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France's stance on sushi fishery causes E.U. friction

Opposition to a recent Mediterranean tuna ban led to a standoff on the eve of its leadership position in the EU.

Running afoul: In January, French fishermen in Sète protested an EU tuna ban. Fishery experts say the ban is needed to prevent extinction.


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The 36 French bluefin tuna boats in the Mediterranean steaming back to the southern port of Sète are filled with fishermen fuming about high fuel costs.

Now, the fishermen are steaming about the loss of two lucrative fishing weeks in the midst of the Mediterranean tuna-fishing season.

On June 16, all EU-flagged tuna boats were recalled by European Union fishing czar Joe Borg, who accused French and Italian fleets of falsifying their catches. Mr. Borg, who used measures designed for cases of protected species to stop the catch, saying the yearly tuna quota had already been reached.

The French fishing minister, Michel Barnier, expressed shock and outrage over the recall.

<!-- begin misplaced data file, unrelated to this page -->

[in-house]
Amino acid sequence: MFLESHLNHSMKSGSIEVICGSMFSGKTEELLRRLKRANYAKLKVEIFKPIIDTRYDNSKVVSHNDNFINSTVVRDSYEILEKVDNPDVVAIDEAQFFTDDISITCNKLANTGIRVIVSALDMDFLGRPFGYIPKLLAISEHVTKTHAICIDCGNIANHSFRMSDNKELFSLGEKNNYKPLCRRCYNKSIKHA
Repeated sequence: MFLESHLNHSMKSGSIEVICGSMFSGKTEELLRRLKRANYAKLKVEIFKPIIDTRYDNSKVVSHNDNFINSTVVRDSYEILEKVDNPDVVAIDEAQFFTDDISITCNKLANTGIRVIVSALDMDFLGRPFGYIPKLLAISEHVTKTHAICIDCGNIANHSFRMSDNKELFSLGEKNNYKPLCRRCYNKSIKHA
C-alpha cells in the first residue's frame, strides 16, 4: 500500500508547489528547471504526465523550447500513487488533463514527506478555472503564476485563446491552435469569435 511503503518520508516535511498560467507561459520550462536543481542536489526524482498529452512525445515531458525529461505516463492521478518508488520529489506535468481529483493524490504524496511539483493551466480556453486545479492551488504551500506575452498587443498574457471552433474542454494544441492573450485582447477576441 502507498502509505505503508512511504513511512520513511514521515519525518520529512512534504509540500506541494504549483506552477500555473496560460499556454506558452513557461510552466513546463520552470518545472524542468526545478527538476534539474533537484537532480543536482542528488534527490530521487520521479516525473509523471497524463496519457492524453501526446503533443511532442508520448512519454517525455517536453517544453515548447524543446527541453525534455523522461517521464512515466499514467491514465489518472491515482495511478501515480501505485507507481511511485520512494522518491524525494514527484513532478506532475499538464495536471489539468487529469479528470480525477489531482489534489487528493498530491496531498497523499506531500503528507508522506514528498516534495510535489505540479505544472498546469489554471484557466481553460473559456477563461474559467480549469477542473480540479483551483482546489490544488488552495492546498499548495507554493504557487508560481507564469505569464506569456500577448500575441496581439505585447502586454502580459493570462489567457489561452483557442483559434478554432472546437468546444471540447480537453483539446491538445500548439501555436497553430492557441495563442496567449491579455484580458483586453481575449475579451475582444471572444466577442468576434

The tuna standoff comes just days before France's six-month EU presidency starting July 1, and only weeks after the Irish voted "no" on a key EU unity treaty. Mr. Barnier brought France's first major challenge to the EU Commission.

France lost the challenge, but Barnier insists that French boats only took 52 percent of their allowable catch.

"The commission hasn't given to France proof of its statistics," a spokesman in Barnier's office said on Thursday.

Barnier himself described a "problem of transparency and trust and of working together" with Brussels.

Tuna stocks are widely regarded as declining in the Mediterranean and Atlantic Oceans – owing both to a global sushi phenomenon that favors the prized fish and to purse-seine industrial fishing methods, where huge fixed-net trawlers sweep the oceans in a manner sometimes compared to a vacuum cleaner.

This year, prices for the fish rose from 7 to 9 €/kilo, up from 5 to 6 €/kilo in 2007.


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